# Statistics Fundamentals

### Statistics Fundamentals

Introduction

This page simply lists various identities used in statistics and provides basic explanatory notes and links to pages with more detailed information

There are two primary branches of statistics : descriptive statistics and inferential statistics .

Descriptive Statistics is the the branch of statistics which relates to collecting, summarising and presenting data sets.

Inferential Statistics is the branch of statistics which analyses sample data to arrive at conclusions about a population

An example of descriptive statistics is the average age of people who voted for a party in a election.
An example of inferential statistics is taking a sample of 1000 english mechanical engineers to enable calculation of the average salary of mechanical engineers in england.

The primary identities of statistics are

Population : All members of a group under consideration.

Sample : The part of the population selected for analysis such as to obtain information about the population

Parameter: A numerical measure describing a characteristic of a population. example mean μ.

Statistic:A numerical measure describing a characteristic of a sample.   example: arithmetic mean xm

Variable:A characteristic of an item that is analysed using statistical methods.  example length, income

The above identities relates to samples and populations. Parameters of populations as identified below including mean μ, variance σ 2, and standard deviation σ are true values.  These true values are ideal assuming that the whole population (N) can be measured or the sample number (n) is infinite.

The expectation E(X) is the sum of all the products formed by multiplying each event in a probability. E(X) = x i p i. distribution by its corresponding probability.

Notes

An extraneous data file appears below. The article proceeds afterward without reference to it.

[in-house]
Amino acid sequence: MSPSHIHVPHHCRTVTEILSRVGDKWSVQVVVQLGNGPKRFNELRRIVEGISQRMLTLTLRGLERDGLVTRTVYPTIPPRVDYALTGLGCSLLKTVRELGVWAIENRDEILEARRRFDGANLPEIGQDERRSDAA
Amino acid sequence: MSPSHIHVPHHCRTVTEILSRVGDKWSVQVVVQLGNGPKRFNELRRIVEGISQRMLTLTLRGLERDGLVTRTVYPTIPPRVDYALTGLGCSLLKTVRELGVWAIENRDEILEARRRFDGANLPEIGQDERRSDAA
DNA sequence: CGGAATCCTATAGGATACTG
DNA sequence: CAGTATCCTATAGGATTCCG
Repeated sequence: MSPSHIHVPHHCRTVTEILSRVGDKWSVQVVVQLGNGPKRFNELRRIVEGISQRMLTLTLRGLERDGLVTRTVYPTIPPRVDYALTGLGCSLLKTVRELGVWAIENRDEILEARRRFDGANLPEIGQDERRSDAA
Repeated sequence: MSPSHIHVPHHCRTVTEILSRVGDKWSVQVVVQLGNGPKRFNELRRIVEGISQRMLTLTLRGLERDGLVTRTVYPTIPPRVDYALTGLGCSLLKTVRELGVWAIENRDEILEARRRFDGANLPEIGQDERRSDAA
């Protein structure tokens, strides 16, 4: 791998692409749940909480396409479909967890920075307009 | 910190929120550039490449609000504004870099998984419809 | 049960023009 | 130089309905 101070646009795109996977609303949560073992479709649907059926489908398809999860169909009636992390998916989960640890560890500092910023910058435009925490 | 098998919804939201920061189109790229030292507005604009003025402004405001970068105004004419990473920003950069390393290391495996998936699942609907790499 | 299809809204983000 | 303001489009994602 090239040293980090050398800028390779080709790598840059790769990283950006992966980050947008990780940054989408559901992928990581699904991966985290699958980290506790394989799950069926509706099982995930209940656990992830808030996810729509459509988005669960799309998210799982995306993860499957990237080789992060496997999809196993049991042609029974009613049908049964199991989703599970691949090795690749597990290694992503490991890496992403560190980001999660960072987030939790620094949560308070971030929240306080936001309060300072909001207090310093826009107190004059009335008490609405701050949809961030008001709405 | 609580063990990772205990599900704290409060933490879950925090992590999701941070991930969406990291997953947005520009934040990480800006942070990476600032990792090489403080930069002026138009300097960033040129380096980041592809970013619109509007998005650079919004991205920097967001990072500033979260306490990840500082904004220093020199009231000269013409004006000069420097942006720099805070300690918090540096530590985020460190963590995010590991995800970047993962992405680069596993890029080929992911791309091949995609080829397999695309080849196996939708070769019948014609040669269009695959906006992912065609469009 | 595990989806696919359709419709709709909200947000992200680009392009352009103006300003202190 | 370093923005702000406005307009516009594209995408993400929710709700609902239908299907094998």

Name Symbol Description Link Population The total of the variables under study. e.g. the population of the UK : The population of the world: The total number of fish in a lake. Samples And Populations Population Size N The total number in the population. e.g. The population of the UK.   The upper case N is also used for the number of elementary events for a random variable Population mean μ The sum of the value of each item of the population divided by the number of items in the population. (The mean is synonymous with the Expection E(X).) Population variance σ 2 The sum of [square (the value of each item in the population - the value of the population mean )] divided n (number in the population).  This is used to determine the standard deviation. Population Standard Deviation σ The square root of the variance.   This is a measure of the spread of the population.    If every item in a population has a very similar dimension then the standard deviation is small. Sample a random collection of units from the population.   Collect to establish information on the population as a whole. Sample size n number of items in the sample Sample mean xm the sum of the value of each item of the sample divided by the sample size Discrete variable A variable which is counted.   Examples include population, number of coins, number of fish. Continuous variable A variable which is measured .   Examples include length of a bar, height of a person, distance to a planet. Sample variance sx 2 The sum of [square (the value of each item in the sample - the value of the sample mean )]divided by (n-1) . n = number of items in the sample.  This is used to determine the standard deviation. Sample Standard Deviation σ The square Root of the variance.   This is a measure of the spread of the sample.    If every item in a sample has a very similar dimension then the standard deviation is small. Sample median m The sample median is the middle value (in the case of an odd-sized sample), or average of the two middle values (in the case of an even-size sample), when the values in a sample are arranged in ascending order.- Not used on this website Sample mode The value in a sample which occurs most often. A set of numbers with one mode is called a uni-modal set and a set with two modes is called a bimodal. Not used on this website Range The difference between the largest and smallest value in a set of values for a variable. Quartiles If a set of numbers e.g. a sample is arranged in order of magnitude then the values which divide the set into four equal parts are called quartiles.   The lower quartile is the value of the item at (n+1)/4. The upper quartile value is the value of the item at (3(n+1)/4 and the value of the middle quartile is the same as the median. Not used on this website Deciles If a set of numbers is arranged in order of magnitude then the deciles are the values of the numbers which divide the set into ten groups. Not used on this website Percentiles If a set of numbers is arranged in order of magnitude then the percentiles are the values of the numbers which divide the set into 100 groups. Not used on this website Probability p A numerical measure of how likely it is that some event will occur.1 or 100% is the probability of certainty.  .0 or 0% is the probability that the event will definitely not occur Probability Hypothesis A statistical hypothesis is an assumption about the distribution of a random variable. Example: The mean height of children in a school is 1,2m is a hypothesis which may be accepted or rejected. Hypothesis Null Hypothesis Ho The null hypothesis, H0 represents a theory that has been put forward, because it is considered to be true or because it is to be used as a basis but has not been proved. Example Ho :The mean height of children in a school is 1,2m Alternative Hypothesis H1 Is the alternative hypothesis which results on rejection of the null hypothesis: Example.H1 : the height of children in a school is not 1,2m Permutation n P(r) A permutation is an arrangement of (r) things with the order being important. abcd is different to bcda. Permutations / Combinations Combination n C(r) A combination is an arrangement of (r)things with the order being important. abcd is a combination the letter order is not important Expectation E(X) Synonymous with mean this is the sum of the products of each value in a distribution and its respective probability Expectation Uniform Distribution A distribution in which every possible value of the variable has the same probability is called a rectangular or uniform distribution. Discrete Distributions Binomial Distribution This distribution relates to the number of times a success occurs in n independent trials. Poisson Distribution The Poisson distribution is simply a limiting case of the binomial distribution with p -> 0, and n - > infinity such that the mean is m = np which approaches a finite value.  Typically, a Poisson random variable is a count of the number of events that occur in a certain time interval or spatial area. Hypergeometric Distribution Where the binomial probability function involves sampling with replacement i.e. each trial is in dependent the hypergeometric distribution involves sampling without replacement.   The trials are therefore not independent. Normal Distribution The normal probability distribution is the continuous distribution which is most representative of events that occur in the natural world subject to countless variables.  It is mostly used for continuous variables and discrete variable with large samples. Normal Distribution t-test When sample sizes are small, and the standard deviation of the population is unknown it is normal to use the distribution of the t statistic. t distribution- Chi-Squared test The Chi-squared test is a tool which enables determination how much a sample distribution can deviate from a population if the hypothesis of equivalence is true. Chi-Test F- test When comparing two samples it is often necessary to test the validity that the samples are from the same distribution.   The F ratio test is used for this purpose F-test